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SYFY WIRE The Walking Dead

'The Walking Dead' showrunner on Negan finally meeting Hershel, guilt over Glenn's death

With a child of his own on the way, Negan has to contend with the sins of his past.

By Josh Weiss
Kien Michael Spiller as Hershel

The brutal Season 7 murder of Glenn Rhee (Steven Yeun) came back to haunt Negan (Jeffrey Dean Morgan) in Sunday night's episode of The Walking Dead's eleventh and final season when the former leader of the Saviors came face-to-face with Maggie (Lauren Cohan) and Glenn's young son, Hershel (Kien Michael Spiller).

Upon learning that the person standing before him is the "bad man" who killed his father before he was born, Hershel holds the world-weary survivor at gunpoint, but doesn't end up pulling the trigger. Of course, viewers know Negan isn't going to die just yet. After all, he and Maggie still have a New York City adventure looming just on the horizon.

However, it is high-time the baseball bat-loving antagonist (or rather ex-antagonist) began to confront the horrific sins of his past, especially now that he's got a kid of his own on the way with Annie (Medina Senghore).

"When it comes to kids, that is one of the areas where Negan actually can be just purely altruistic and heroic," Walking Dead showrunner Angela Kang explained to Entertainment Weekly. "That's also just something that is an established part of his character, he does admire children. I think he's a guy who, it doesn't bother him being in conflict with his peers, because he's a guy who's got to survive, and if he's got to push some people aside and knock some people down with the bat to keep surviving, he will. But I think when he looks at the generation below, as somebody who used to be a teacher, he really sees nothing but promise in children."

Even so, Negan has never outright apologized to Maggie for what he did, instead voicing regret over the fact that he didn't just kill Rick's entire group from the get-go. "He doesn't have a lot of remorse that he shows there," Kang added. "I definitely think he is trying to make up with it via actions ... I don't think he's all the way there to the point where he's like, 'I'm sorry.'"

Jeffrey Dean Morgan as Negan

Despite his reluctance to beg for any sort of forgiveness, Negan doesn't shy away from the monster he was all those years ago. "The guy is weirdly radically honest at times; he could very easily tell the kid like, 'No, I didn't do it. I don't know what you're thinking,'" Kang continued. "Because clearly mom didn't say that it was him, but I think that there is something about Negan that feels like if he's going to move forward, he can't hide the things he did, because they happened and people know it. So he didn't lie to Annie about it and he's not going to lie to the kid about it. I think that's very true to who Negan is. For better or worse, he'll tell you exactly what he's thinking."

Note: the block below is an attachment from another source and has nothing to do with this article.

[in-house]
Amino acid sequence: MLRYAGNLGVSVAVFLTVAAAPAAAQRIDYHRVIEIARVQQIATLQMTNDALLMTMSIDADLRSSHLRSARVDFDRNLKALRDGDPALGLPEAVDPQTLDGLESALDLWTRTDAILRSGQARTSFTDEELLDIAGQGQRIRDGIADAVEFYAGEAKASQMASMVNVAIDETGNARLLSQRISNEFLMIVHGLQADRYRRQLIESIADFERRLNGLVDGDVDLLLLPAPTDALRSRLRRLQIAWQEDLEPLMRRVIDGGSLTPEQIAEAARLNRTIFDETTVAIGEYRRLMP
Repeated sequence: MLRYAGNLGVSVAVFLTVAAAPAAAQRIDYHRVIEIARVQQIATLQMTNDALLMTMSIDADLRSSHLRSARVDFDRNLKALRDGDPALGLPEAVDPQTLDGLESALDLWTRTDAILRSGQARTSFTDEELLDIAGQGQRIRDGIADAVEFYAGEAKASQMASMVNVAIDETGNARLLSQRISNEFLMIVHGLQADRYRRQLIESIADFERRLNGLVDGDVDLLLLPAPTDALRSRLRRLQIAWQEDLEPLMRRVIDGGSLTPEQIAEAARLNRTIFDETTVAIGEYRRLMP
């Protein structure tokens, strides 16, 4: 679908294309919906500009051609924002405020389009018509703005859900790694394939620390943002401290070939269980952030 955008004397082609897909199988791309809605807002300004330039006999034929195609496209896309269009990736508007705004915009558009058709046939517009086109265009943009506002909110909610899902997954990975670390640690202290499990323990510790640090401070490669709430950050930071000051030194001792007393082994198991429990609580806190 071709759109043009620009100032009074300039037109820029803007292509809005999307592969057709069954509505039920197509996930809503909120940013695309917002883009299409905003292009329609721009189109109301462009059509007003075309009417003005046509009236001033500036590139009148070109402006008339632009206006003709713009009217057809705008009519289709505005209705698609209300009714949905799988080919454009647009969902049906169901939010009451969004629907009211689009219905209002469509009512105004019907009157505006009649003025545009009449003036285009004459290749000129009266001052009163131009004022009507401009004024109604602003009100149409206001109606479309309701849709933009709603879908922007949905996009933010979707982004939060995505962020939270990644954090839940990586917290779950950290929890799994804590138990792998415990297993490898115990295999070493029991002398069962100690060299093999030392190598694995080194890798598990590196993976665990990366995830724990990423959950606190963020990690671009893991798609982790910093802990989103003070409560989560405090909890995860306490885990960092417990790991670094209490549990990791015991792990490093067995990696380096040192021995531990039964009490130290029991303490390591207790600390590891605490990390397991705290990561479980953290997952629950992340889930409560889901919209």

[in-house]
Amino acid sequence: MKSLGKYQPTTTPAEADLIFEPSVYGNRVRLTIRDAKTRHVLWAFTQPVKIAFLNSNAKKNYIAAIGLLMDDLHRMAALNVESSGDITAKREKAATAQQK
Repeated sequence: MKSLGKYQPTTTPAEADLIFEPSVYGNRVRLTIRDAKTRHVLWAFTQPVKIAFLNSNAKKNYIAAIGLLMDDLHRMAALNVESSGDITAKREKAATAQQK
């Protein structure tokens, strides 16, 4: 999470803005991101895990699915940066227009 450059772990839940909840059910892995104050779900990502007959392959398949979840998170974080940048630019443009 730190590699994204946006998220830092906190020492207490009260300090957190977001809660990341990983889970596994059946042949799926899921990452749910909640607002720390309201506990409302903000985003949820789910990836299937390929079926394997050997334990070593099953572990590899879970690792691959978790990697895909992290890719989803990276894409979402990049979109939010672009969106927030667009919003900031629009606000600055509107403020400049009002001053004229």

At the end of Sunday's episode (titled "The Rotten Core"), Negan tells Hershel to come find him in a few years, at which point the two can settle up the outstanding debt. Now, that could mean a multitude of different things. Is he giving Maggie's son a blank check to kill him down the road or is he hoping they can come to a more diplomatic solution that doesn't result in more bloodshed?

"I think he wants the kid to have a chance to grow up and be a child, and if he still feels the same way 10, 15 years from now, 20 years from now, then he has the right to come after him and try to kill him," Kang teased. "Or maybe they get to shake hands and talk it out like men, but he just doesn't think it's fair to put the burden of avenging your father on somebody who's still, his hands are too small to even hold the gun properly."

Perhaps the Manhattan-based limited series will give us an answer to that lingering question mark. Maybe it'll center around a rescue mission to Hershel from a band of kidnappers? Perhaps then Negan will truly redeem himself in the eyes of Maggie and the audience.

Episodes 1-14 of The Walking Dead's final season are currently streaming on AMC+, which allows subscribers to watch new episodes a week before they premiere. Episode 15 ("Trust") will make its television debut next Sunday (April 3) at 9pm EST.

Only two installments remain before the next extended hiatus, though when the show does return to the airwaves, it'll be for the last batch of eight episodes. No premiere date has been announced yet, but production on the series finale was slightly delayed when Norman Reedus sustained a concussion on set.